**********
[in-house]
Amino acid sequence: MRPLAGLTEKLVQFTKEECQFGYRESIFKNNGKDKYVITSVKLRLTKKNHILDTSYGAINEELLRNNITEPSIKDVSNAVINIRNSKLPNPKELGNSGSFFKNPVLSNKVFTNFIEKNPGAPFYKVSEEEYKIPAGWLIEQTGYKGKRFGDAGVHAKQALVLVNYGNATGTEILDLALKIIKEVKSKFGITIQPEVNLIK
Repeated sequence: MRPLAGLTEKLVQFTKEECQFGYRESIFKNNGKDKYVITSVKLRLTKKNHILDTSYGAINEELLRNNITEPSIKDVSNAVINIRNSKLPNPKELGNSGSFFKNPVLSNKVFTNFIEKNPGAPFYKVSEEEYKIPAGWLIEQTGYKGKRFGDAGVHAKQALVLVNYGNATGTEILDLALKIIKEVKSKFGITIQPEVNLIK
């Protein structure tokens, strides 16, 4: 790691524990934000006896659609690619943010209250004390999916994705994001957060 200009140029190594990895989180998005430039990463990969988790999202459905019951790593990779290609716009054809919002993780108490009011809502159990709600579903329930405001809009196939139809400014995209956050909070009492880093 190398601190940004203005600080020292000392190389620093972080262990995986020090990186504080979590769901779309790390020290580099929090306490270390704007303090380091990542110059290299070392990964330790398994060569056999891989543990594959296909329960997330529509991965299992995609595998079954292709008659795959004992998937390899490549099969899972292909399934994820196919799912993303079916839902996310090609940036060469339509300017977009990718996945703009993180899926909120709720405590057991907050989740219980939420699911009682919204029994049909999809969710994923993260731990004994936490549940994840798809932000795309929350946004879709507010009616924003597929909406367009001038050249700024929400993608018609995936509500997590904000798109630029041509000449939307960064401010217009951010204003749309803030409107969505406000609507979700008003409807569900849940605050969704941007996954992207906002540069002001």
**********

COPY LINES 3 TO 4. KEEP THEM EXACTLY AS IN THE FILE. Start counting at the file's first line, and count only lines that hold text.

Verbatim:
Repeated sequence: MRPLAGLTEKLVQFTKEECQFGYRESIFKNNGKDKYVITSVKLRLTKKNHILDTSYGAINEELLRNNITEPSIKDVSNAVINIRNSKLPNPKELGNSGSFFKNPVLSNKVFTNFIEKNPGAPFYKVSEEEYKIPAGWLIEQTGYKGKRFGDAGVHAKQALVLVNYGNATGTEILDLALKIIKEVKSKFGITIQPEVNLIK
């Protein structure tokens, strides 16, 4: 790691524990934000006896659609690619943010209250004390999916994705994001957060 200009140029190594990895989180998005430039990463990969988790999202459905019951790593990779290609716009054809919002993780108490009011809502159990709600579903329930405001809009196939139809400014995209956050909070009492880093 190398601190940004203005600080020292000392190389620093972080262990995986020090990186504080979590769901779309790390020290580099929090306490270390704007303090380091990542110059290299070392990964330790398994060569056999891989543990594959296909329960997330529509991965299992995609595998079954292709008659795959004992998937390899490549099969899972292909399934994820196919799912993303079916839902996310090609940036060469339509300017977009990718996945703009993180899926909120709720405590057991907050989740219980939420699911009682919204029994049909999809969710994923993260731990004994936490549940994840798809932000795309929350946004879709507010009616924003597929909406367009001038050249700024929400993608018609995936509500997590904000798109630029041509000449939307960064401010217009951010204003749309803030409107969505406000609507979700008003409807569900849940605050969704941007996954992207906002540069002001």